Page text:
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The Wind Rises: When beautiful dreams are made – and lost

The Wind Rises

Studio Ghibli

3 out of 4 stars

Written by
Hayao Miyazaki
Directed by
Hayao Miyazaki
The voices of Joseph Gordon-Levitt, Stanley Tucci and Emily Blunt
Japanese, German, Italian, English

The latest film from the 73-year-old Japanese animator Hayao Miyazaki is an ode to flight and a celebration of living with one's head in the clouds. At the same time, the film, which Miyazaki (Princess Mononoke, Spirited Away) says is his last, is an uncharacteristically realistic historical story, set in the years leading up to and during the Second World War. The script is a highly fictionalized biography of Jiro Horikoshi, the aeronautical engineer behind the Zero fighter planes used to attack Pearl Harbor. It also takes its title and some story elements from Japanese author Tatsuo Hori's sanatorium-set novel of the mid-thirties, The Wind Rises, and is dedicated both to the writer and the engineer.

In Miyazaki's telling, the story of the engineer is really the story of an artistic quest. The film begins in 1918, when the young Jiro has a dream of the Italian designer Giovanni Caproni (Stanley Tucci), who tells him that "Airplanes are not for making war. Airplanes are beautiful dreams."

Too near-sighted to be a pilot, Jiro decides to make the beautiful dreams himself. A few years later, the young man (now voiced by Joseph Gordon-Levitt) heads off to Tokyo to study, but en route he gets caught in the Great Kanto earthquake and fire of 1923, where he manages to help a young girl, Nahoko, who will subsequently become the great love of his life. The visually stunning earthquake sequence of the heaving ground and fire-lit sky shows far more destruction than the Second World War which remains off-screen.

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Soon after graduation, Jiro and his best friend, Honjo (John Krasinski), begin designing planes for the Mitsubishi company, working under his blustery boss (Martin Short), making aircraft for the Japanese military. The engineers insist they are just creating good machines. There is considerable attention to details more interesting to aeronautic buffs (whose ranks include Miyazaki) than the average viewer: Jiro's ideas of using fishbone shapes in the plane's fuselage, or using wings as fuel tanks, and finding a way to make rivets flush, are examples of his endless ingenuity.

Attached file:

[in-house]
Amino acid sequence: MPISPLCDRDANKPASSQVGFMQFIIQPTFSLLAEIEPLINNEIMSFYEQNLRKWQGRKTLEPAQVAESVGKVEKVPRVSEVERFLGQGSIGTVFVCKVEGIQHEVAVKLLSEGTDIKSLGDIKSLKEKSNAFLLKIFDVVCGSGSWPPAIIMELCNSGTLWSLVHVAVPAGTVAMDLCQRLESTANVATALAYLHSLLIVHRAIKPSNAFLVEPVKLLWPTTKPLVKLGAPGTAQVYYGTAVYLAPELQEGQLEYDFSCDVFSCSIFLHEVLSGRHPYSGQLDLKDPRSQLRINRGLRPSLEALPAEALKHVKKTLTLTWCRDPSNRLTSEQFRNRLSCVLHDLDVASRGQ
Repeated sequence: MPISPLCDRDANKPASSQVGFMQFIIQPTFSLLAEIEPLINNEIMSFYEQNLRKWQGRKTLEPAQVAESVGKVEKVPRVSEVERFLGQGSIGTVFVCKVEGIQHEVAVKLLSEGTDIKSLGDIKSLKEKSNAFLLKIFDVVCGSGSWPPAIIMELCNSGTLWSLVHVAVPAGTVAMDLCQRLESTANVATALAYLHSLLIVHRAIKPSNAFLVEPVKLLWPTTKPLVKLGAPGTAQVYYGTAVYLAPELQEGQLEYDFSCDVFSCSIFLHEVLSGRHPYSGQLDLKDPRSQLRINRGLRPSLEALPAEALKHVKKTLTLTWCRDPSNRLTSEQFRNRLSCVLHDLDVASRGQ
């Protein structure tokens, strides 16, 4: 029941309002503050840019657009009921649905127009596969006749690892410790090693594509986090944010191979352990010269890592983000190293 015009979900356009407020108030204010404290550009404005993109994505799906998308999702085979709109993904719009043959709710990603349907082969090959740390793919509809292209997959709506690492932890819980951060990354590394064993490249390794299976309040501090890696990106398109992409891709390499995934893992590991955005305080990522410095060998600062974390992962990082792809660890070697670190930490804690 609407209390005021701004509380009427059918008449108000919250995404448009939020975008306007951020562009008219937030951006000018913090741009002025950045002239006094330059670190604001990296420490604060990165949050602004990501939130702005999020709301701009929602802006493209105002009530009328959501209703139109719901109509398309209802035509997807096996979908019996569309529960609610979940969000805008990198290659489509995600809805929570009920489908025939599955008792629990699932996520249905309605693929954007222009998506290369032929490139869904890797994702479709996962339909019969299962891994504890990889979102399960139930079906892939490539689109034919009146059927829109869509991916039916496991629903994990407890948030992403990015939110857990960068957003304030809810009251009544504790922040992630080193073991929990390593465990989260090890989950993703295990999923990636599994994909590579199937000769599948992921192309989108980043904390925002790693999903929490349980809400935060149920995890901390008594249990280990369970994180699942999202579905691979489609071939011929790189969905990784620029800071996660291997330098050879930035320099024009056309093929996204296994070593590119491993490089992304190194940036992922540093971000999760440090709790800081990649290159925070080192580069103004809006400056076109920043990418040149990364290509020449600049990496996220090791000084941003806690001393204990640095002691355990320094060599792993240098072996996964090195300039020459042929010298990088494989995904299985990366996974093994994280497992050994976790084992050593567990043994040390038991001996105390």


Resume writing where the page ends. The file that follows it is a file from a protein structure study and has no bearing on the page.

At one point, the two men are sent to Germany to study aircraft design, struggling with the German condescension and the Japanese engineers' sense of national inferiority, but eventually learn metal aircraft design from Germany's Hugo Junkers. Later, a German tourist at a hotel where Jiro is sent for a break approaches him (the voice is, unmistakably, that of director Werner Herzog) and warns that both Japan and Germany are headed toward destruction.

But by this point, The Wind Rises has become primarily a love story as the adult Nahoko (voiced by Emily Blunt) returns to Jiro's life, and the story of their wedding and a tragic illness spins out through last half of the film, where the focus is personal survival. The title comes from a Paul Valéry quotation that threads through the film: "The wind is rising! We must try to live!"

While there are dark hints of a totalitarian state (Jiro's bosses hide him away from the secret police), the focus is almost entirely personal, and the film, like Jiro, exists in a kind of a bubble of aesthetic and romantic denial. The work is more muted than Miyazaki's more fantastical films, but visually complex and gorgeous, from the rustic mountain scenes to the urban scenes and soaring aerial views.

The limitations are those of Jiro's narrow perspective as an artist-engineer who tries to stay from the horrors his masterpieces help create.

Having lost everything, including his love, Jiro notes sadly: "Not a single plane came back. That's what it means to lose a war."

When Jiro speaks of lost planes, of course, we hear the echo of his Italian mentor, Caproni, that it's really the beautiful dreams that have been destroyed.

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About the Author
Film critic

Liam Lacey is a film critic for The Globe and Mail. More


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